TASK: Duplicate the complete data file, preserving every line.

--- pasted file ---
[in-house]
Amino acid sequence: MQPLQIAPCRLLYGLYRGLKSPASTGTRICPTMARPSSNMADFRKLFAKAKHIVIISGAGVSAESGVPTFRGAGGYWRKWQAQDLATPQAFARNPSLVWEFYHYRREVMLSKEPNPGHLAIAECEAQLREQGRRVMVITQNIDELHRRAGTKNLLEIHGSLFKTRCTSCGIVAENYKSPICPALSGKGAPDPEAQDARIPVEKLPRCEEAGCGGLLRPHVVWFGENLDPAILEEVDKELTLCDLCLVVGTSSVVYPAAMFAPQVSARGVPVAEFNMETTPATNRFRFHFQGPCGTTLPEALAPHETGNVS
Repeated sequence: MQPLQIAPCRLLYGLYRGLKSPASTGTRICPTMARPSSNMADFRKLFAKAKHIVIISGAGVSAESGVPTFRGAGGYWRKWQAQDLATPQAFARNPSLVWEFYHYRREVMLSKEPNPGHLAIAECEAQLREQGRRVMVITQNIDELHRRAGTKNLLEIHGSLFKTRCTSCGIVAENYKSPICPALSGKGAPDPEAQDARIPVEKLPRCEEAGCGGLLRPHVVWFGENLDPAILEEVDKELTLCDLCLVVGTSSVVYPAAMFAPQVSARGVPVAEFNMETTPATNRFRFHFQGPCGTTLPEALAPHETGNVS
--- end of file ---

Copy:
[in-house]
Amino acid sequence: MQPLQIAPCRLLYGLYRGLKSPASTGTRICPTMARPSSNMADFRKLFAKAKHIVIISGAGVSAESGVPTFRGAGGYWRKWQAQDLATPQAFARNPSLVWEFYHYRREVMLSKEPNPGHLAIAECEAQLREQGRRVMVITQNIDELHRRAGTKNLLEIHGSLFKTRCTSCGIVAENYKSPICPALSGKGAPDPEAQDARIPVEKLPRCEEAGCGGLLRPHVVWFGENLDPAILEEVDKELTLCDLCLVVGTSSVVYPAAMFAPQVSARGVPVAEFNMETTPATNRFRFHFQGPCGTTLPEALAPHETGNVS
Repeated sequence: MQPLQIAPCRLLYGLYRGLKSPASTGTRICPTMARPSSNMADFRKLFAKAKHIVIISGAGVSAESGVPTFRGAGGYWRKWQAQDLATPQAFARNPSLVWEFYHYRREVMLSKEPNPGHLAIAECEAQLREQGRRVMVITQNIDELHRRAGTKNLLEIHGSLFKTRCTSCGIVAENYKSPICPALSGKGAPDPEAQDARIPVEKLPRCEEAGCGGLLRPHVVWFGENLDPAILEEVDKELTLCDLCLVVGTSSVVYPAAMFAPQVSARGVPVAEFNMETTPATNRFRFHFQGPCGTTLPEALAPHETGNVS